For their activism in defense of the forests of Guerrero state, the environmental defenders Rodolfo Montiel and Teodoro Cabrera were victims of arbitrary detention and torture by members of the military in 1999. They were imprisoned and sentenced for crimes they did not commit. Center Prodh took on their legal defense, and on November 7, 2001, the President ordered their release on humanitarian grounds. However, this decision did not recognize the men’s innocence or the existence of human rights violations against them.
Days before their release, their case had been submitted to the Inter-American Commission on Human Rights. The Commission admitted the case in February 2004 and, given the repeated lack of compliance by the Mexican State with the Commission’s eventual recommendations on the merits of the case, the Commission submitted the case to the Inter-American Court on June 24, 2009, where it was litigated by Center Prodh and CEJIL (Center for Justice and International Law).
On August 26, 2010, Rodolfo Montiel testified before the Inter-American Court. During his testimony he asked the Court to order the Mexican State to protect environmental defenders and end military abuses. In November 2010, the Inter-American Court of Human Rights issued its judgment, finding the Mexican State responsible for human rights violations committed in 1999 against the two community ecologists. These included violations of the rights to liberty, personal integrity, due process and judicial protection. In its ruling, the Court ordered the State to carry out, within time periods set by the Court, specific reparation measures for the victims. It also ordered the State to reverse the conditions that to date permit the commission of grave human rights violations.
Among other reparations measured ordered, the Court instructed the Mexican governmen to carry out an investigation in civilian jurisdiction for torture, improve the governmental Register of Detained Persons to avoid abuses against this population, and reform the Code of Military Justice to exclude all human rights crimes from military jurisdiction.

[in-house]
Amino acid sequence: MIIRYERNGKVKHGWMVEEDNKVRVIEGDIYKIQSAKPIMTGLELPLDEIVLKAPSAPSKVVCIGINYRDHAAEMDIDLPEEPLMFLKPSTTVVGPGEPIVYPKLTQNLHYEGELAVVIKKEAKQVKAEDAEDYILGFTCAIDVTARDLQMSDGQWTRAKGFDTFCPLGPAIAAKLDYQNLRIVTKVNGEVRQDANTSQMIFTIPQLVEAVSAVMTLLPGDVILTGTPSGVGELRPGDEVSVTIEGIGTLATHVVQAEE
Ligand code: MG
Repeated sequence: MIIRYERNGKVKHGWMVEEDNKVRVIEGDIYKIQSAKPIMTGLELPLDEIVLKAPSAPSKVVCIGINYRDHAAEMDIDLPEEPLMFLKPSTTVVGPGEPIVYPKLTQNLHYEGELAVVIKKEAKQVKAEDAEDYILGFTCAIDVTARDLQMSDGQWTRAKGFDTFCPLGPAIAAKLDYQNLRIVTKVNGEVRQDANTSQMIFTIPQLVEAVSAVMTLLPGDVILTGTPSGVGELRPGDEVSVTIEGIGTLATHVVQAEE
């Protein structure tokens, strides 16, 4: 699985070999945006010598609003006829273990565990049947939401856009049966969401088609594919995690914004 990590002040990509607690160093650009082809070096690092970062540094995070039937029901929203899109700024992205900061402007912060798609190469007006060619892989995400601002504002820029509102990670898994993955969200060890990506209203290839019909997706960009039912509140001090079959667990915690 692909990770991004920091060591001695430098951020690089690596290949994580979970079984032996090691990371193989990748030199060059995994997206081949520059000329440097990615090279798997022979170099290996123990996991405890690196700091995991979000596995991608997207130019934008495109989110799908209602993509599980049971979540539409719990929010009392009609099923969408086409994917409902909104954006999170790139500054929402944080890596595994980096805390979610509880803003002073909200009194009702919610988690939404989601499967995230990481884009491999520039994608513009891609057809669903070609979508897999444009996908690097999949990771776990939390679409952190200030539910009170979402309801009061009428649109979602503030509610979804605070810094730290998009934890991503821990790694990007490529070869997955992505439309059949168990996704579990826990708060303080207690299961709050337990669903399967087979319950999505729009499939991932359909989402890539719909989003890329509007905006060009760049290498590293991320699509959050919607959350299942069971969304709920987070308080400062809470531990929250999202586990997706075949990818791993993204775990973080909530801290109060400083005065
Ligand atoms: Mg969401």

In relation to the Mexican criminal justice system, the Court declared, among other things, “the internal courts involved in the criminal trial of Mr. Cabrera and Mr. Montiel should have excluded completely from evidence, at all stages, the confessions made by the defendants, given that the cruel and inhuman treatment to which they were subjected made these confessions illegitimate as evidence.” This point is especially relevant to the current Mexican context, in which the public prosecutors coerce confessions and these are accepted by judicial authorities as the main piece of evidence in criminal trials.
More than seventeen years after the human rights violations committed by soldiers and other government officials against Rodolfo Montiel and Teodoro Cabrera, the authorities have the opportunity to put an end to the injustice that has affected the ecologists and their families. The full implementation of this sentence would unmistakably be a sign of the Mexican government’s commitment to human rights. However, as of today, no one has been charged or punished in the case, and the Code of Military Justice still does not comply with the American Convention on Human Rights. Center Prodh and CEJIL continue to advocate for full compliance with the judgment of the Inter-American Court.